Both versions work with a 356-volt electric motor that delivers a total output of 201 hp and 291 lb-ft of torque. If you peek at the competition, you see that the Niro EV and its 385-km range out paces the Nissan LEAF and sits even with the Chevrolet Bolt. Only the new Kona Electric from Hyundai outdoes it on this front with a slightly better 415 km.
Charging the vehicle’s battery fully on a Level 2 charger takes 9 hours 35 minutes; using a Level 3 allows for getting an 80% charge in one hour when getting 100 kW of power, or another 15 minutes if getting 50 kW.
On the road
I’m starting to know what to expect in terms of the driving experience I’ll get from an EV, and in that sense the Kia Niro EV offers no real surprises. The salient points are gratifying initial acceleration thanks to full torque being available from the get-go, solid, reassuring road handling and little-to-no roll on curves thanks to the low centre of gravity (due to the placement of the battery under the floor), and steering that’s sharp and precise without being particularly sporty. This is near to the very definition of a vehicle made for mainly urban driving.
Four drive modes are available to tweak the performance of the Niro EV: Eco, Eco+, Normal and Sport. Obviously, the first two allow you to squeeze the most range from the powertrain, but it’s possible to treat yourself to the slightly sportier driving experience of Sport mode without sacrificing much in terms of range. It’ll be up to individual drivers to pick their favoured setting, but in general you can assume Eco to be the go-to choice when on the highway, and Sport on country roads or in the city.
I found, for example, that Sport mode provided a little added does of power, though not to the point of making the Niro athletic. The other drive modes actually limit torque to minimize the wheels spinning or slipping. More specifically, Eco+ focuses on energy efficiency by changing the level of the regenerative braking and the intensity of the climate control system.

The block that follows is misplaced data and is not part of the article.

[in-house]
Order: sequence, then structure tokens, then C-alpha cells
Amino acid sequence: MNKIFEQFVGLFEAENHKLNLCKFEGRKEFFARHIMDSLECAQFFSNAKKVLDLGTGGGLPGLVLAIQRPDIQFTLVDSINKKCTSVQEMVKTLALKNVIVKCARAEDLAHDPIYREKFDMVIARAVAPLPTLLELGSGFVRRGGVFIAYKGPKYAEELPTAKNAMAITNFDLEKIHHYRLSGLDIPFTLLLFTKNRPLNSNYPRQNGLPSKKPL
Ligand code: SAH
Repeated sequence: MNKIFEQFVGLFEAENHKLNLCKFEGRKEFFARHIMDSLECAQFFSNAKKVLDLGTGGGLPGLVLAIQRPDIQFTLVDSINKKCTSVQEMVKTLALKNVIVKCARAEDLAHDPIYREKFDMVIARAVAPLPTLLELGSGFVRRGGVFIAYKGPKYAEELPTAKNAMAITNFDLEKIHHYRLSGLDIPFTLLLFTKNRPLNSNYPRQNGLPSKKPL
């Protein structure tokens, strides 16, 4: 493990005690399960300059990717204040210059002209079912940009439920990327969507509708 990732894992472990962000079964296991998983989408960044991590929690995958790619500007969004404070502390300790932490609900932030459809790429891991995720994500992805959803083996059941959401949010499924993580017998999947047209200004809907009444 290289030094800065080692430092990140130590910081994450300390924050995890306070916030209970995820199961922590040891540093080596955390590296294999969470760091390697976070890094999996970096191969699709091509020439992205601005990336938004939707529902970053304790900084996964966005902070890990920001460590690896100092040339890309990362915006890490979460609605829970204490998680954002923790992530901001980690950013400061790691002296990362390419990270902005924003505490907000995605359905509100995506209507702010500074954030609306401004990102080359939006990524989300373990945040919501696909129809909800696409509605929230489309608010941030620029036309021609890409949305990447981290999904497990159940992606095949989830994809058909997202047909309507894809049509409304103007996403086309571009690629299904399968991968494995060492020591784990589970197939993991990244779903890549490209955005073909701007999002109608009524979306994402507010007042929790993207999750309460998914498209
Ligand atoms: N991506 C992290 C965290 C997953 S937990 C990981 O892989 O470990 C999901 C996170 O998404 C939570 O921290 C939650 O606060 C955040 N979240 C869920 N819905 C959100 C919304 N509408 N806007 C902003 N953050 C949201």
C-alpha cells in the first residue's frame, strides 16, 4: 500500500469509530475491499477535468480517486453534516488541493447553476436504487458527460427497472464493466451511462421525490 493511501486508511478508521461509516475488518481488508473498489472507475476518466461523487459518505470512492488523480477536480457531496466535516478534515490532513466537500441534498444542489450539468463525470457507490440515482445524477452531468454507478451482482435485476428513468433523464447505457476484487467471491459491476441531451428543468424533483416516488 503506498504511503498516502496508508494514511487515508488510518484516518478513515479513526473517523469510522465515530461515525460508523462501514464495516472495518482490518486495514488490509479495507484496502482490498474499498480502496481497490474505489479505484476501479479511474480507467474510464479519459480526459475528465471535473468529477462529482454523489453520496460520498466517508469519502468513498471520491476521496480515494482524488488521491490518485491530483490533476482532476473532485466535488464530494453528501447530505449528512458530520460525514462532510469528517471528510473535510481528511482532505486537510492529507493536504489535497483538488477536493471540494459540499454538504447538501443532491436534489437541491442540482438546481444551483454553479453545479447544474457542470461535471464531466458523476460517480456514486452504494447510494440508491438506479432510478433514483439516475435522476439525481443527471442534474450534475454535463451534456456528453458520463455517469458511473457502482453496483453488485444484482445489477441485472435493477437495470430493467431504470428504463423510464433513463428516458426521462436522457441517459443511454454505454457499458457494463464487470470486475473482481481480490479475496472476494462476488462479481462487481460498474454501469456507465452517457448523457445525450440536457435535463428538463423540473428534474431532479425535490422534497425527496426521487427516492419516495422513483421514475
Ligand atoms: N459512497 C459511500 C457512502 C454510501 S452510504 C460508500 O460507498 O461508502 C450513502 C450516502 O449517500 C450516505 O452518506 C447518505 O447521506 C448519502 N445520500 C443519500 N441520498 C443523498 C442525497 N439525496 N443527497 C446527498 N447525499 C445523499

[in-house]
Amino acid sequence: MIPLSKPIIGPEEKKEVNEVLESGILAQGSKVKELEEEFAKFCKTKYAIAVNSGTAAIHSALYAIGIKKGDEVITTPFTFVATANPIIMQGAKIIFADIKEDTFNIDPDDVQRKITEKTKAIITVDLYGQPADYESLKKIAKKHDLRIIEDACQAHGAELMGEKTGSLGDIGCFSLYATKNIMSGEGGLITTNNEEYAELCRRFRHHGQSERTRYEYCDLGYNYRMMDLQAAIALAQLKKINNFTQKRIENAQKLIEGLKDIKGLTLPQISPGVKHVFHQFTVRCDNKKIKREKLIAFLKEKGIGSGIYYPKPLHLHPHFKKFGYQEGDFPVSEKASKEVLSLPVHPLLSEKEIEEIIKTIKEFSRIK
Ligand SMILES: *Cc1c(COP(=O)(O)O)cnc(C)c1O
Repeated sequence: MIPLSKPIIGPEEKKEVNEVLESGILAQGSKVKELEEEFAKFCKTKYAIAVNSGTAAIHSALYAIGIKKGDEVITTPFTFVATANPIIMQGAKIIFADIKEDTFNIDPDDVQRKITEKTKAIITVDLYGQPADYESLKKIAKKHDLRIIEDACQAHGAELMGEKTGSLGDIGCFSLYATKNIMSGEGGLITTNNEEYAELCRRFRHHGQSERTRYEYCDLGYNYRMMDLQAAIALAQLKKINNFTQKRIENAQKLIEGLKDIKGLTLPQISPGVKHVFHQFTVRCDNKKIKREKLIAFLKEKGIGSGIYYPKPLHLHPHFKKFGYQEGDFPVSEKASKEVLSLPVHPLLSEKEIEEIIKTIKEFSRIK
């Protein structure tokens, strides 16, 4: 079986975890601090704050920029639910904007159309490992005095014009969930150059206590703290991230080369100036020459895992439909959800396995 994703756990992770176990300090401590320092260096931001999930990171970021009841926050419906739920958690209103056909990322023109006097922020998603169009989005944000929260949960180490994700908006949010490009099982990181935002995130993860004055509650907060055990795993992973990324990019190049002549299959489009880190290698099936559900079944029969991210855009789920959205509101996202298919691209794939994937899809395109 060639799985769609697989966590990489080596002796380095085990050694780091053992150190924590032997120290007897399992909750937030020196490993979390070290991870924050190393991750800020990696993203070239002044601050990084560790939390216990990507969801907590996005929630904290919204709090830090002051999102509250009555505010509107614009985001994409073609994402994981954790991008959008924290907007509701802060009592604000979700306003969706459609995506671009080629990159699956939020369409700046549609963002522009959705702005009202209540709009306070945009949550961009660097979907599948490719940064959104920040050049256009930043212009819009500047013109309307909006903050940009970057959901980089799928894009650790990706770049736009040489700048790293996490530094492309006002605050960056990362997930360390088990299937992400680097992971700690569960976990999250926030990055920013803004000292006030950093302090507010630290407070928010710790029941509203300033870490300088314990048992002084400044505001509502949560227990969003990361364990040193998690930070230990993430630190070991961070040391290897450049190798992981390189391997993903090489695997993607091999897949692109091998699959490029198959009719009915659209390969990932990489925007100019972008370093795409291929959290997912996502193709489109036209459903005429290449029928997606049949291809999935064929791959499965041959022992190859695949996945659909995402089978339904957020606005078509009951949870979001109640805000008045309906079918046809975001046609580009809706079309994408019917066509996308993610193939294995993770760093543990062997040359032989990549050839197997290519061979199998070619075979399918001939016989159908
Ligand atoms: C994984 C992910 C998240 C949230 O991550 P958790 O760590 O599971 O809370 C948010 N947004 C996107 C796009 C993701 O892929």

I was impressed by the transitions between the regenerative braking and the mechanical brakes which were smooth and gentle. In any case, I generally gravitate to one-pedal driving, which is easy and intuitive after initially being counter-intuitive. Be a little patient and it will come to seem second nature. If you’re finding you’re giving yourself whiplash in the process of getting used to it, know that you can also set the level of the regenerative braking to one of four different levels of intensity.
Starting price for the 2019 Niro EV EX version is $44,995, which not coincidentally makes the model eligible for the federal government’s new IZEV rebate program. Pricing then climbs to $53,995 for the SX Touring. Kia has thus priced the Niro EV a little higher than the Soul EV, which starts at $42,595, but that’s justified by its greater power out of the box and superior range.
The 2019 Kia Niro EV adds a substantial new element to the Korean automaker’s range of electrified vehicles, and in fact when you consider the 2019 Niro EV/Soul EV tandem Kia now really has to be part of any conversation regarding a potential purchase of an electric crossover. Its range places it in the head peloton of the category and it’s eligible for the fed’s rebate, so mission accomplished there, but the Niro EV is also versatile, spacious and well-equipped – plus it’s quite a nimble performer on the road.
If you’re shopping for something extravagant, look elsewhere. But look here especially if you’re an EV neophyte and you currently suffer from EV-phobia; this vehicle could be the cure for what ails you.
- Its range of 385 km
- On-road behaviour
- Lots of standard features
- Spacious cabin
- Generous cargo space
We like less
- Not much whiff of luxury anywhere, instead there’s lots of plastic
- The suspension is a bit rudimentary at times